In memoriam, Edmund A. Opitz (1914-2006)

Reverend Edmund A. Opitz, a freedom champion, passed away at 92 years of age, on February 13th, 2006. 

In 1955, Opitz was invited by Leonard Read to be part of the Foundation For Economic Education (
FEE), where he worked as lecturer and publisher of book reviews in The Freeman, the foundations magazine.

Opitz also wrote for Faith and Freedom, The Contemporary Review  and for The New England Quarterly.   He was founding and coordinating of The Remnant, an organization of conservative and libertarian ministers.

In Maryville College, in 1936 he obtained a title in political sciences; and in the Pacific Unitarian School (now Starr King School), in 1939, he completed his studies in theology.

At the 60´s he published Religion and Capitalism: Allies, not Enemies; in which he explored the relationships between biblic religion and market econimics.

The philosophy Ed Opitz espoused is summed up in these three frases, taken from one of his FEE orbituary: “There is a place for government in the affairs of men, and our Declaration of Independence tells us precisely what that place is. The role of government is to protect individuals in their God-given individual rights. Freedom is the natural birthright of man, but all that government can do in behalf of freedom is to let the individual alone, and it should secure him in his rights by making others let him alone.”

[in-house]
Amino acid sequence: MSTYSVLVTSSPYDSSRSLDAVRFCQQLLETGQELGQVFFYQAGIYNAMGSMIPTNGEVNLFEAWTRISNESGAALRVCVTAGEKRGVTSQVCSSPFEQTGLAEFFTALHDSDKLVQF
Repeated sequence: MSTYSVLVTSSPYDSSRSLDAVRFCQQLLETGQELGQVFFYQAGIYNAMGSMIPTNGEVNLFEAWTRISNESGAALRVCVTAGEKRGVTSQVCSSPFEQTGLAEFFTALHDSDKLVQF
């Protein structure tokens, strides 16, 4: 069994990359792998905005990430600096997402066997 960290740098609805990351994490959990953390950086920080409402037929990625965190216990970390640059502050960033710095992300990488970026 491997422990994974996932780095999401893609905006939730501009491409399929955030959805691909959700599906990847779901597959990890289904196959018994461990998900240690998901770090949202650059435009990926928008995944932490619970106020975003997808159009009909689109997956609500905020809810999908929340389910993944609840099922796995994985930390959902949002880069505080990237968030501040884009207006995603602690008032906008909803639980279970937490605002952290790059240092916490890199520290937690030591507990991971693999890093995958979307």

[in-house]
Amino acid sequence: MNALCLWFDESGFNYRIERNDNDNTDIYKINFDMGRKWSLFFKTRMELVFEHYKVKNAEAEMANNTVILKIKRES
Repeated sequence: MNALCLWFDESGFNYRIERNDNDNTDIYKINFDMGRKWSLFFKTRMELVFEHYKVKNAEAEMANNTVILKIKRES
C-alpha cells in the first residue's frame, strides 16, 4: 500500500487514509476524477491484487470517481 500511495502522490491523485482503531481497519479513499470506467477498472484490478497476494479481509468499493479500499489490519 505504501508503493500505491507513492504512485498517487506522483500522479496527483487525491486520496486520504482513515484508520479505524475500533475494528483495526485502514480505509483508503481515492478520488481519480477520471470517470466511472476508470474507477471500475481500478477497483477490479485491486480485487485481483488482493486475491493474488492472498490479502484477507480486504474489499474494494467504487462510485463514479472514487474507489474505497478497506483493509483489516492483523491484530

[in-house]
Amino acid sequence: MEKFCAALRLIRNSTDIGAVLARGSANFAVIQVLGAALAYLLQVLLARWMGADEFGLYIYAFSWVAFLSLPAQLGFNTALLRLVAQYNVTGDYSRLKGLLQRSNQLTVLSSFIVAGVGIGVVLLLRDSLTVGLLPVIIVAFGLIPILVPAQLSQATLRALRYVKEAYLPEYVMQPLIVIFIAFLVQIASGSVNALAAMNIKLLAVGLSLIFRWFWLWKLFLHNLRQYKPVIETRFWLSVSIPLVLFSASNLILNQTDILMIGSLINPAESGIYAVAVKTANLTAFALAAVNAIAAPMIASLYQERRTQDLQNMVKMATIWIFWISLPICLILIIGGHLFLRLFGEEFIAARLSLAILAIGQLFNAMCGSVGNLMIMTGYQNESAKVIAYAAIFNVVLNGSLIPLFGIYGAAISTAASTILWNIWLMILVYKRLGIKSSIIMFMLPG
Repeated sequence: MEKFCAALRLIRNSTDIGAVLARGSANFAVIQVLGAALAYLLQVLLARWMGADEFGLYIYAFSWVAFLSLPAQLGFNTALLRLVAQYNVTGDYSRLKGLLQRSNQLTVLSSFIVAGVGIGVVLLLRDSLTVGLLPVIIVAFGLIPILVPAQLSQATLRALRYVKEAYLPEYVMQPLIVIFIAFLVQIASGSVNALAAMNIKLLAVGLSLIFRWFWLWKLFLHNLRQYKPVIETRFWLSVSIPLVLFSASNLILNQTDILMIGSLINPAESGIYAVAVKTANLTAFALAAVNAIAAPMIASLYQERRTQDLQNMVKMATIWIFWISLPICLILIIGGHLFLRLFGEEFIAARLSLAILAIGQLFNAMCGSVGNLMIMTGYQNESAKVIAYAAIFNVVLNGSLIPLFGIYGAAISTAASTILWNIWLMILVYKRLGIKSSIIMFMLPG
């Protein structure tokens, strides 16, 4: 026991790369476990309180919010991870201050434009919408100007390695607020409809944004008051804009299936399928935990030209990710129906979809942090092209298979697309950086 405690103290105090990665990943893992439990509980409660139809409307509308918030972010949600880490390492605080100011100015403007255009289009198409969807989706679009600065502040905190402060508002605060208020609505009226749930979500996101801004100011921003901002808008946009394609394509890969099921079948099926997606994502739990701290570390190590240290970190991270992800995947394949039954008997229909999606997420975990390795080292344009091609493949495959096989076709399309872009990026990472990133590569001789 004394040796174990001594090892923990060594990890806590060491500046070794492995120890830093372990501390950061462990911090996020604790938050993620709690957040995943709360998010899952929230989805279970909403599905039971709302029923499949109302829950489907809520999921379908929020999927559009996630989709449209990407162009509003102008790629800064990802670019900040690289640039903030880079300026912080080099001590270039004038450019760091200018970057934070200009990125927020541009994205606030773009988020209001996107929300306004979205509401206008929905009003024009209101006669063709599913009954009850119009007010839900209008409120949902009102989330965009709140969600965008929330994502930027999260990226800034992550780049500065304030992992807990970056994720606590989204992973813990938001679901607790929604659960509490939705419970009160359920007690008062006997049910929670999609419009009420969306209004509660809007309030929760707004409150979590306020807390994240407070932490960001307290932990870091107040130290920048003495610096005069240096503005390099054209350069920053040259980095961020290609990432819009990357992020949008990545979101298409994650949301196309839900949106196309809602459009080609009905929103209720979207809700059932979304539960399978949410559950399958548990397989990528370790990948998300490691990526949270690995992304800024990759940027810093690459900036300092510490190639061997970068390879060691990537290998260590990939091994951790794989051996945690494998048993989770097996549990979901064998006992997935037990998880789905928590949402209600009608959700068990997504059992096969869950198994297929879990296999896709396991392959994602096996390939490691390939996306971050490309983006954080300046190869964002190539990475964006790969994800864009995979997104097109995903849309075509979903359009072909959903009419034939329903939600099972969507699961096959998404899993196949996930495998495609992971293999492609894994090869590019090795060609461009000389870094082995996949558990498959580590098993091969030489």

In the National Review magazine, father Robert A. Sirico, president of the Acton Institute, wrote an orbituary that can be read,
here.   In it, Sirico explained that Ed was always careful in making notice that the Cristiandad, qua Cristiandad, didn´t offered a specific economic model in the same way that the economy, qua  economy didn´t had a specific moral model to offer; reason for which both needed one another.